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December 2, 2012



Washington, D.C. (JFK+50) The U.S. Senate voted 65-22 to censure Senator Joseph McCarthy (R-Wisconsin) 58 years ago, December 2, 1954.*


The censure resolution was for ‘conduct that tends to bring the Senate into dishonor & disrepute.’


Joe McCarthy & Roy Cohn, Army-McCarthy Hearings, Library of Congress Photo, 1954.



The road to the censure began at a Lincoln Day speech on February 9, 1950 when Senator McCarthy, speaking to the Republican Women’s Club of Wheeling, West Virginia, said he had a list of 205 employees in the State Department who were communists.

McCarthy’s efforts to erode alleged communists out of the government of the United States gained him unprecedented power & prestige.

History books call it the age of McCarthyism.

By 1954, however, McCarthy’s lack of evidence & use of bullying tactics were observed by millions of Americans on live television in the Army-McCarthy hearings.

Public opinion quickly turned against the Senator.  

After his censure, McCarthy lost credibility & was virtually ignored by his fellow senators & the press.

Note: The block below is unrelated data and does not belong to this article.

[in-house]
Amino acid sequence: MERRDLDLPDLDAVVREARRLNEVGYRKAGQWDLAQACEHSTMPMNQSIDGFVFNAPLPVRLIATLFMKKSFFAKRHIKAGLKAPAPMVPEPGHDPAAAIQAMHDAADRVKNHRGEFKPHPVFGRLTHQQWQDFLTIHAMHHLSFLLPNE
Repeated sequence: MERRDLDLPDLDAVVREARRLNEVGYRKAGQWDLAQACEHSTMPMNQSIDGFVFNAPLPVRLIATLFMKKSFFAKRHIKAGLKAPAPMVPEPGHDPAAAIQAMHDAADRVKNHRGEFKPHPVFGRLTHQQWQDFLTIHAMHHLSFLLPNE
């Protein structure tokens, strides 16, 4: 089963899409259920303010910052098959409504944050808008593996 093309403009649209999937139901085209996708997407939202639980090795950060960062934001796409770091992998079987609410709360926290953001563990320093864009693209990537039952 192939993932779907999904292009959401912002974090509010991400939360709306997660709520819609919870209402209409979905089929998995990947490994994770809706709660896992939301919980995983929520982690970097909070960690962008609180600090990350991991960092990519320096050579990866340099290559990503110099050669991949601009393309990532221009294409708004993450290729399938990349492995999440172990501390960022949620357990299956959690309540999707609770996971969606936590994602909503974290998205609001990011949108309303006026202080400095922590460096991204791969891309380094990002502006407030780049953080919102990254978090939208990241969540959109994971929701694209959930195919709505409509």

His physical & emotional well-being declined & his dependence on alcohol increased.

Senator McCarthy died at Bethesda Naval Hospital on March 2, 1957.  He was 48 years old.

McCarthy’s funeral service was held at St. Matthew’s Cathedral in Washington, D.C.

Robert F. Kennedy attended the service representing the Kennedy family.

*Senator John F. Kennedy, recuperating from a back operation, did not cast a vote & was the only senator not to go on record against McCarthy.

Joe McCarthy was a Kennedy family friend & as such did not campaign for fellow Republican Henry Cabot Lodge in the 1952 Massachusetts senate race against JFK.  

Senator Kennedy did not make any public statements critical of Joe McCarthy.

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